I once had a last name even George W. could pronounce correctly.
Life was easy when I was a Samples. Oh, sure, sometimes I got jokes about my chubby "cousin" Junior, the one with the overalls and the sign that said BR549. But I look nothing like him.
Frat boys occasionally brought up another famous Samples, an actress named Candy. I'm told I look nothing like her, either.
Then I took my husband's name, and everything changed. I officially became one of those patient souls whose identities confound entire cities.
So far, only one random person has gotten ours right: A bilingual employee at Fifth-Third Bank who usually answers the Spanish line. I was so excited I made her say it a couple of times.
"Goo-tee-AIR-rez," she enunciated, complete with the trilled "r."
In search of other confusingly named people, I called up the Papanikolaous of the west side.
"I haven't really thought about it, to tell you the truth," says 21-year-old Theo P.
He couldn't spell his own last name until the fourth grade. Friends learned how to say it correctly, but now they usually just call him "Papa Nick," he says.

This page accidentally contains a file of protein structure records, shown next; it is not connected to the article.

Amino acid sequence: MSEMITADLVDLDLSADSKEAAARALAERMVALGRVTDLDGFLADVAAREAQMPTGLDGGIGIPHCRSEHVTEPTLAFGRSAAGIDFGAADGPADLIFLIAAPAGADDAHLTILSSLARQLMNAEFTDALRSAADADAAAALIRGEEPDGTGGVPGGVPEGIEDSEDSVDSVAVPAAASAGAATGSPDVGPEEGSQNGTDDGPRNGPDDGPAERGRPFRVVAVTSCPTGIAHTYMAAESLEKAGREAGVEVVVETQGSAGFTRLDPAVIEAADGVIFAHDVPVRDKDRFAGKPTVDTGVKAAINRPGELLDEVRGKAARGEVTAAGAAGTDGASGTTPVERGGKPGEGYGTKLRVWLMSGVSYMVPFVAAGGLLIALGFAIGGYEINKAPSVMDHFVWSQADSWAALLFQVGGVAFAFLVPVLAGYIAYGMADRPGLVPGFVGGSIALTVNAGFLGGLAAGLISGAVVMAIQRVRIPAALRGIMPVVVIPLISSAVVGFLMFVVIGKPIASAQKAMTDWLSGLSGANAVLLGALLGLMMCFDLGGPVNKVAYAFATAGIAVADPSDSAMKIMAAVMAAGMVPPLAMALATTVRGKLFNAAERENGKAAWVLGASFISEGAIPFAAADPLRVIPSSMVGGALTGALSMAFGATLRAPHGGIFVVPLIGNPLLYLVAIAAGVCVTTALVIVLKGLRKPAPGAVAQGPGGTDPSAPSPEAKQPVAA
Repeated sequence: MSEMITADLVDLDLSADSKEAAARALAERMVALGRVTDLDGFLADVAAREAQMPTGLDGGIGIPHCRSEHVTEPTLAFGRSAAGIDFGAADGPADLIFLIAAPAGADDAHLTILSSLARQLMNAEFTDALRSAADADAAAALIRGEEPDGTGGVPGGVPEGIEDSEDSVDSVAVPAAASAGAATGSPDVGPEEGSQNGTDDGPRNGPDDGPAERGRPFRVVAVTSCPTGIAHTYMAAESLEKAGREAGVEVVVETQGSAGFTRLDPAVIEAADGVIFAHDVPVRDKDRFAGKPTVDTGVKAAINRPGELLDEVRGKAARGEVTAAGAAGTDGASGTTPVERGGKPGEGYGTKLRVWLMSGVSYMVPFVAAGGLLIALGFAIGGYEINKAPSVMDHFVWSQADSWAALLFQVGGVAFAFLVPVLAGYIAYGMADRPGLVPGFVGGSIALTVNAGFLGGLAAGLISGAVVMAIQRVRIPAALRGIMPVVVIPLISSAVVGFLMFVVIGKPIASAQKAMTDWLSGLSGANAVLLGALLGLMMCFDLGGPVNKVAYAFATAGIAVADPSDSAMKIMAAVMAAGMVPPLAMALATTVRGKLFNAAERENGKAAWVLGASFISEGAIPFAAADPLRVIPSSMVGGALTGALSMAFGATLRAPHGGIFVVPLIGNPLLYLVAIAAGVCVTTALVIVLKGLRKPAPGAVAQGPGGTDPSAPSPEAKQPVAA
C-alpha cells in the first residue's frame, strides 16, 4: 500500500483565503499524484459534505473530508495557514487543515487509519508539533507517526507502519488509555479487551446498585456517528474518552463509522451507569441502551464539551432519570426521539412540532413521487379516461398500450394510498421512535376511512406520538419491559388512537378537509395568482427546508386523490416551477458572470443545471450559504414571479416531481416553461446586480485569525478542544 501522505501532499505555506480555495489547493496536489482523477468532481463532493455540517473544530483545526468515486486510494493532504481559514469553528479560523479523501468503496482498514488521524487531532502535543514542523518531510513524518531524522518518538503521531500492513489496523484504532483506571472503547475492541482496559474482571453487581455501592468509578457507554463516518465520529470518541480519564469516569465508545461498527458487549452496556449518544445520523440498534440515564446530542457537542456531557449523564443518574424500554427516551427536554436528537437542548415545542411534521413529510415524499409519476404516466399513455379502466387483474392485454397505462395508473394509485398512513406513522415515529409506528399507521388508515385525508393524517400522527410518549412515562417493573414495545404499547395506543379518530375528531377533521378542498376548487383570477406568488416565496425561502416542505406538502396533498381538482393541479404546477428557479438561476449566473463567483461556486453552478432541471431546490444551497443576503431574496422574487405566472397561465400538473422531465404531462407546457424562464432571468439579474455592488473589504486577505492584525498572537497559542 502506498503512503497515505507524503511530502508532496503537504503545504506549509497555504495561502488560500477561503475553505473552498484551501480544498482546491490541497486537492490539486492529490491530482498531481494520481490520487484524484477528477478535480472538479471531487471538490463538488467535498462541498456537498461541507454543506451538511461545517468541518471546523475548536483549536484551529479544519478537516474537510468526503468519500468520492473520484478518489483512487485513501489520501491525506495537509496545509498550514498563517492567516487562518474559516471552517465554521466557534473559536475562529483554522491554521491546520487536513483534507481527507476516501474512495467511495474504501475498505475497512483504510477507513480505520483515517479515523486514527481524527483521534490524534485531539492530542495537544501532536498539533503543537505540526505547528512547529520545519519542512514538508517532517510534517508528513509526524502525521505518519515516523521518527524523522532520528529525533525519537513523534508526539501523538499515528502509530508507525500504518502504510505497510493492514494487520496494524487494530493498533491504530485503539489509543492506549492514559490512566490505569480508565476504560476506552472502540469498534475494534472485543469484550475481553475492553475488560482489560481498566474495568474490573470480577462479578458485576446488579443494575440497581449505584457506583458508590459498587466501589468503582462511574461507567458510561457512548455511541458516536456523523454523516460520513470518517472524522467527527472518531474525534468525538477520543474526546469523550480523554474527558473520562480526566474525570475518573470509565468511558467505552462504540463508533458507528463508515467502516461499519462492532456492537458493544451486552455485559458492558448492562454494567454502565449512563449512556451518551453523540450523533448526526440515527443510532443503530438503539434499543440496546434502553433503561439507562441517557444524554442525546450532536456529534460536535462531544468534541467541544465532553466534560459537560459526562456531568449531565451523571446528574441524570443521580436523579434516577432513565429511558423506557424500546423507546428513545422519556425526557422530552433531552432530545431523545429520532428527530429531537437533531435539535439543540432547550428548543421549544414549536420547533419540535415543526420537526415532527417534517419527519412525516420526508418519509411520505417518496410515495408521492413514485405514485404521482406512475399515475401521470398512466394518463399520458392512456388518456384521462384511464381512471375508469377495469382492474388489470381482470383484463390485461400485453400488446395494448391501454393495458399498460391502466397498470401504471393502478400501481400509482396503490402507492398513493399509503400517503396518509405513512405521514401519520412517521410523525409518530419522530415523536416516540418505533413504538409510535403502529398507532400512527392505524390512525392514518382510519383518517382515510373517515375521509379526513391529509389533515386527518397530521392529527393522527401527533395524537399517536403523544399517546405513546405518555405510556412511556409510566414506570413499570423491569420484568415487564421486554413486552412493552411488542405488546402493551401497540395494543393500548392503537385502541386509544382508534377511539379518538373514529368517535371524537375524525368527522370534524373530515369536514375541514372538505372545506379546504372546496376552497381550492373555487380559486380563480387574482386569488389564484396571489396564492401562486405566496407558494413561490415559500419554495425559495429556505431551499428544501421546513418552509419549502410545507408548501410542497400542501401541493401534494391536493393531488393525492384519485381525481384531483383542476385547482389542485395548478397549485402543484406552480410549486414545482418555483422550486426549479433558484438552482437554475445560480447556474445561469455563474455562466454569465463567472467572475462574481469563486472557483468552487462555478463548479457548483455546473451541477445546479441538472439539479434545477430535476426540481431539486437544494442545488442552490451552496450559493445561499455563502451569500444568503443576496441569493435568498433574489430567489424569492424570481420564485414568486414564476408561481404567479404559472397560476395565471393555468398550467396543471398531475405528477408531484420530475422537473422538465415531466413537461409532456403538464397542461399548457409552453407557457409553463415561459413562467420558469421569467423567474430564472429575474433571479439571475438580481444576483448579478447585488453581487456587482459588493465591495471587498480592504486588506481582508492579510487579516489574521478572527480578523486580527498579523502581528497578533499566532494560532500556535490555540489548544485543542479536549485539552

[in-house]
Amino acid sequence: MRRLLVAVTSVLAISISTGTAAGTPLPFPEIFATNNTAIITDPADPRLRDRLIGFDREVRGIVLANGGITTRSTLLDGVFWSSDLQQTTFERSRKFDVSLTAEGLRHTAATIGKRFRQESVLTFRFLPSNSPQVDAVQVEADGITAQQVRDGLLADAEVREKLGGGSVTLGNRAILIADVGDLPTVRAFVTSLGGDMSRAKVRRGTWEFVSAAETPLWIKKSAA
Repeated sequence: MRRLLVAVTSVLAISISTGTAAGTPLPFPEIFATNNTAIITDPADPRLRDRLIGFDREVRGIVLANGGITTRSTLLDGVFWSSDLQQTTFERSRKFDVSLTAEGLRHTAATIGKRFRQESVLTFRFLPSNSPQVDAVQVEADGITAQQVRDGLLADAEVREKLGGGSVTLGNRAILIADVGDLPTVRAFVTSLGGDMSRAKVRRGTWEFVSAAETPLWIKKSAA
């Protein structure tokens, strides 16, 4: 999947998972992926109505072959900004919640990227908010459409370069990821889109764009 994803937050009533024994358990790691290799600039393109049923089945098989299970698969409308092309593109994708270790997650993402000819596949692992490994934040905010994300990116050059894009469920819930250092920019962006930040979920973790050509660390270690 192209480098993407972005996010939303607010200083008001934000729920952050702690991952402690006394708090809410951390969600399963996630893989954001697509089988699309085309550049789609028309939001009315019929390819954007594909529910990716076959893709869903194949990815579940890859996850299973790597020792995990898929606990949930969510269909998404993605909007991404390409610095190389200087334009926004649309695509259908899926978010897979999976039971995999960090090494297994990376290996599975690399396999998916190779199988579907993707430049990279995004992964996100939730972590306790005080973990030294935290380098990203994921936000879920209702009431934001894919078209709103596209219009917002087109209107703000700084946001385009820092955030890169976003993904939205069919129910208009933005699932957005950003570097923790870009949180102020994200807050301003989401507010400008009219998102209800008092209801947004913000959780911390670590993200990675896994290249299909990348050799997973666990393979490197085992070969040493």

The correct pronunciation is "Pa-pa-NICK-oh-lau." It's Greek. The only person to get it right on the first try was a professor of Turkish descent who had his own crazy last name, Mr. Papanikolaou says.
This is ironic, because as we all know from My Big Fat Greek Wedding, Turkey and Greece don't get along.
... to Nguyen
Other names look tough but sound simple. Many Nguyens, for instance, mysteriously go by "Win."
"It's not pronounceable by Western people, so we pretty much answer to anything," Mary Nguyen says cheerfully. She's a Vietnamese-American Ph.D.student at the University of Cincinnati.
In the authentic version of Nguyen, the "ng" at the beginning sounds like the end of the word "thing." The entire name is expressed as one syllable with inflection at the end, like a question.
Forget about attempting this. Some Vietnamese prefer to have Westerners say "Nuh-GUY-en" or "NOO-jen," Ms. Nguyen says.
She uses "Win" and spells it that way when making dinner reservations. At least one professional athlete shares her preference: linebacker Dat Nguyen of the Dallas Cowboys.
Couch-potato sports fans may be our best pronouncers. They practice on whoppers like Tshimanga Biakabutuka, a football player, and Dikembe Mutombo of basketball fame.
Sometimes, though, even sports journalists give up. In Pittsburgh, legendary radio announcer Myron Cope just says "Foo" when he means Steelers running back Chris Fuamatu-Ma'afala.
I'm getting used to weird pronunciations now. Like everyone else, I appreciate when people give it a try.
Just don't call me "Goo," please.
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